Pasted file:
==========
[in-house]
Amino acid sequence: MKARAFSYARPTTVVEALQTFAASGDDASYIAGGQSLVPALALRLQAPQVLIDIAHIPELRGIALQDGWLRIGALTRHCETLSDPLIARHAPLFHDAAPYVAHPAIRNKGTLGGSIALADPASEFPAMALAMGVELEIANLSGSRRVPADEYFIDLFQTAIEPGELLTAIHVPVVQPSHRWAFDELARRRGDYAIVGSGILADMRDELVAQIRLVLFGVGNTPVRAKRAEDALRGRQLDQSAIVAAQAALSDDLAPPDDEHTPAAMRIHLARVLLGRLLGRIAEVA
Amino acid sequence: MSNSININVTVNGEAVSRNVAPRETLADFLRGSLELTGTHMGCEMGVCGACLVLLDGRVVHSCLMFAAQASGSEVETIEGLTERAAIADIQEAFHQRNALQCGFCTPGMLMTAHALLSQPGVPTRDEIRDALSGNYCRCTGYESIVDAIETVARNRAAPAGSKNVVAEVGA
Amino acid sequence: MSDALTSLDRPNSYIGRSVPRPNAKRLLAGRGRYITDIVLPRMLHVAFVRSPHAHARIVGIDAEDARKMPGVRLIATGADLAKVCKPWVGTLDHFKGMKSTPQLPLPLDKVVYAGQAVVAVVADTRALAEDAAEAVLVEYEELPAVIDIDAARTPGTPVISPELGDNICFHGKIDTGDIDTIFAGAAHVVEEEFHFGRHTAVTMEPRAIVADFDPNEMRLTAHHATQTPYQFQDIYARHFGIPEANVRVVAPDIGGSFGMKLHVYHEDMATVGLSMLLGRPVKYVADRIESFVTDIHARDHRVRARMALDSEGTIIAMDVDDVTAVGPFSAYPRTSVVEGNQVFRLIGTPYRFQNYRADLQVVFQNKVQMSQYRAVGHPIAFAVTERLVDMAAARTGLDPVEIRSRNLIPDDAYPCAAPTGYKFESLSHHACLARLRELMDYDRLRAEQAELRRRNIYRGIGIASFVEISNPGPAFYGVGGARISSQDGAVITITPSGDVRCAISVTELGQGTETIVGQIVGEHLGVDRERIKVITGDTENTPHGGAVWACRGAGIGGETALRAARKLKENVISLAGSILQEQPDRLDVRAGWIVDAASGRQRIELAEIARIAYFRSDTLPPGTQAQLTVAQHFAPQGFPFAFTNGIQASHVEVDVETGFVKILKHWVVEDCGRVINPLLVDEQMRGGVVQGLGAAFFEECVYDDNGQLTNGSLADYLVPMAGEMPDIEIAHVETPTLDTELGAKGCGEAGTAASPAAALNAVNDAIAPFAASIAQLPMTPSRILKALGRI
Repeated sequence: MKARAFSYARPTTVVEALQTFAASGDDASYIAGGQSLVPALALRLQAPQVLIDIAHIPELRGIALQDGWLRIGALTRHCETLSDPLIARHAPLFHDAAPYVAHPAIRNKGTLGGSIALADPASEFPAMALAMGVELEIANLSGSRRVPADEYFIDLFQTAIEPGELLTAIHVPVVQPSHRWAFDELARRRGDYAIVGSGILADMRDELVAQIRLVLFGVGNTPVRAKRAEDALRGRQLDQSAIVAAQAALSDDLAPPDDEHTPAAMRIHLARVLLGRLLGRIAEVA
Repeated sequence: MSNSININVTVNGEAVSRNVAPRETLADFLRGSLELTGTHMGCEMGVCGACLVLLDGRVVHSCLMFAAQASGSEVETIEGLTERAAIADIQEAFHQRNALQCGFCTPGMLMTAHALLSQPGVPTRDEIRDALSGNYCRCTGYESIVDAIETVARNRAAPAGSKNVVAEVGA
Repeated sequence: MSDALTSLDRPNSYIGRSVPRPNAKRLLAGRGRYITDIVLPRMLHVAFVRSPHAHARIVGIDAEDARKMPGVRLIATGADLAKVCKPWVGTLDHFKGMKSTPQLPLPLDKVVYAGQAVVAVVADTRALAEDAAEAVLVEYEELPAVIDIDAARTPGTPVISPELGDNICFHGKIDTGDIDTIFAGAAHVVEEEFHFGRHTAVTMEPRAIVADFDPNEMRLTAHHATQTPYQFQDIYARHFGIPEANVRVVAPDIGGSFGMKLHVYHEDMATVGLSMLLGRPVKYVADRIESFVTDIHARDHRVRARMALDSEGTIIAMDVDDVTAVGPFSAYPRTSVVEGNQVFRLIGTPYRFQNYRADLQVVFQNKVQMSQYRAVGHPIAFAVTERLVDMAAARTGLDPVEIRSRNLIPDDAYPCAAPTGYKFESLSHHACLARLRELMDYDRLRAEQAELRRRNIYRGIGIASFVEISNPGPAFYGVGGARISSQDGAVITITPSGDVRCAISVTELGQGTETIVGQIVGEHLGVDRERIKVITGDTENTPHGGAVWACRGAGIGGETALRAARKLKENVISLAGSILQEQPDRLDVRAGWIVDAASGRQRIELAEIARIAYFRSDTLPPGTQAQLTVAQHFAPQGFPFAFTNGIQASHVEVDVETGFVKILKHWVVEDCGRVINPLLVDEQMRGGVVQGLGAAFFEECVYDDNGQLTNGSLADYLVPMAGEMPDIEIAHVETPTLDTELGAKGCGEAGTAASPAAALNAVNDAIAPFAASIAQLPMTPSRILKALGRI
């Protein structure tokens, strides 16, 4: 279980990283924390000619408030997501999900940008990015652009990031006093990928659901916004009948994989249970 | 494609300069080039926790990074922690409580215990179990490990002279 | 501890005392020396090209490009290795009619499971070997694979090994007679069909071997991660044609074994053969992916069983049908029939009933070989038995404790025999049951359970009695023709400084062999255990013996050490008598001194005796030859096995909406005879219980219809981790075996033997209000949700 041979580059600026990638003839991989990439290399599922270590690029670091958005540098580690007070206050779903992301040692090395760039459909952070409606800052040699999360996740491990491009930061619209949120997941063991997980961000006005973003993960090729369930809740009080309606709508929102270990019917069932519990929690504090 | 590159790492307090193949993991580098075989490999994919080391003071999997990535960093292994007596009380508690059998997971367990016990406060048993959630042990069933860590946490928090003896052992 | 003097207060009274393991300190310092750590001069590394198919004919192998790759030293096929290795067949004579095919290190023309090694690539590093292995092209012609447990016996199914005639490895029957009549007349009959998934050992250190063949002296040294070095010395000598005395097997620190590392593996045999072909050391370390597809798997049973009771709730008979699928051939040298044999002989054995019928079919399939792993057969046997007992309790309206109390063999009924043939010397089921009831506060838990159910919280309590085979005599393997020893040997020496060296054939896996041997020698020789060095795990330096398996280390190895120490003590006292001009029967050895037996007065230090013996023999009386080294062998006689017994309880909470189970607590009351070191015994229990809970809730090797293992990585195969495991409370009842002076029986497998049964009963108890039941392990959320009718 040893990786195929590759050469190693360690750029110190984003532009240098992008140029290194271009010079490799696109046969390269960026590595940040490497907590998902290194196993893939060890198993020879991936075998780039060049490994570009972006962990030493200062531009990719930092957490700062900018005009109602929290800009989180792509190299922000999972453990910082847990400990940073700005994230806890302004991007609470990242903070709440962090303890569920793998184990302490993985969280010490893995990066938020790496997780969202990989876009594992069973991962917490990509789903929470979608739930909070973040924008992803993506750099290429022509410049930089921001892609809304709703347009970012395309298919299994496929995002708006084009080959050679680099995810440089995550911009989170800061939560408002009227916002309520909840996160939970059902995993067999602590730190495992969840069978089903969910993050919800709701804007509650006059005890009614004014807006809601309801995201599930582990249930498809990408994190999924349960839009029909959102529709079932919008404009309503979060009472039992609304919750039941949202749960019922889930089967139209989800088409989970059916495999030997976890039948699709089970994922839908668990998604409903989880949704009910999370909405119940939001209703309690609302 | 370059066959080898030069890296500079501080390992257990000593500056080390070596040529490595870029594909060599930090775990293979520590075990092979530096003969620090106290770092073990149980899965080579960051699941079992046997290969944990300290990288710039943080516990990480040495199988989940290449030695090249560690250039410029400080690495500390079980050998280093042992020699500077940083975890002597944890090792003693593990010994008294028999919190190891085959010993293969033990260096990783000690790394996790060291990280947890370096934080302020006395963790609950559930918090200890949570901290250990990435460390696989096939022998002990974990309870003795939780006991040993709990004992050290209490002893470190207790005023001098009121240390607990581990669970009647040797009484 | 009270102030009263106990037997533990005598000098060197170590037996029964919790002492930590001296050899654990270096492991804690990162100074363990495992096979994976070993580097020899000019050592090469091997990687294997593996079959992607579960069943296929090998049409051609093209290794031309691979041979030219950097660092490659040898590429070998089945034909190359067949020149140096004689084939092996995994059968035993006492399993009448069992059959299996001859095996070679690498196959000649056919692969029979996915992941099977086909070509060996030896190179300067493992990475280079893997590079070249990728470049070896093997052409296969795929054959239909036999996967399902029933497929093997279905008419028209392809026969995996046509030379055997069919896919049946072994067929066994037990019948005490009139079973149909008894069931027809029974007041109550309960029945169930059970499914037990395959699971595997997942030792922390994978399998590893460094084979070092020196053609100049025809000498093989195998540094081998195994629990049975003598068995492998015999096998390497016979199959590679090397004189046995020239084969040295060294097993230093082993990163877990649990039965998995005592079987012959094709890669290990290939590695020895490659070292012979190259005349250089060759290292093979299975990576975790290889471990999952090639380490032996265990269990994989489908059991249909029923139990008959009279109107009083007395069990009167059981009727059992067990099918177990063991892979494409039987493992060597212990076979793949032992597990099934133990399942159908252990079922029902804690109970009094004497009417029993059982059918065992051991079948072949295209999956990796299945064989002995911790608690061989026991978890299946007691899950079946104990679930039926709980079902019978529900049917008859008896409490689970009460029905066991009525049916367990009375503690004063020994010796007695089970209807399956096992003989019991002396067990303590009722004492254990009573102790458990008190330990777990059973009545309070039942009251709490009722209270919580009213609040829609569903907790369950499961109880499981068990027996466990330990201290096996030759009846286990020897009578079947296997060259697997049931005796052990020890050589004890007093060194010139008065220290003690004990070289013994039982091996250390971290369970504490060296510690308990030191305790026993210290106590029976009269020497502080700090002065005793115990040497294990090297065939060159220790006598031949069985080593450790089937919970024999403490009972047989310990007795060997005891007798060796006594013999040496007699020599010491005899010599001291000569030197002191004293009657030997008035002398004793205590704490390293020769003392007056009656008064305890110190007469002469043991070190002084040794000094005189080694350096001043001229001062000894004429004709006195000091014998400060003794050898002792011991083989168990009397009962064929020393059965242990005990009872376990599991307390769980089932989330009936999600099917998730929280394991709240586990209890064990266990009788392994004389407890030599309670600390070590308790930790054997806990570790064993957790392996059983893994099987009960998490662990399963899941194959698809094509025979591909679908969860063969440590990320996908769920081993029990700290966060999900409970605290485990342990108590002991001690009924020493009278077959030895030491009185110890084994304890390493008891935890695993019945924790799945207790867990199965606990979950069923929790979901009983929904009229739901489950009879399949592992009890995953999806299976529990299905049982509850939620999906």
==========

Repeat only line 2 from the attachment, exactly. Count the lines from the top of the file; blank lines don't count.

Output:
Amino acid sequence: MKARAFSYARPTTVVEALQTFAASGDDASYIAGGQSLVPALALRLQAPQVLIDIAHIPELRGIALQDGWLRIGALTRHCETLSDPLIARHAPLFHDAAPYVAHPAIRNKGTLGGSIALADPASEFPAMALAMGVELEIANLSGSRRVPADEYFIDLFQTAIEPGELLTAIHVPVVQPSHRWAFDELARRRGDYAIVGSGILADMRDELVAQIRLVLFGVGNTPVRAKRAEDALRGRQLDQSAIVAAQAALSDDLAPPDDEHTPAAMRIHLARVLLGRLLGRIAEVA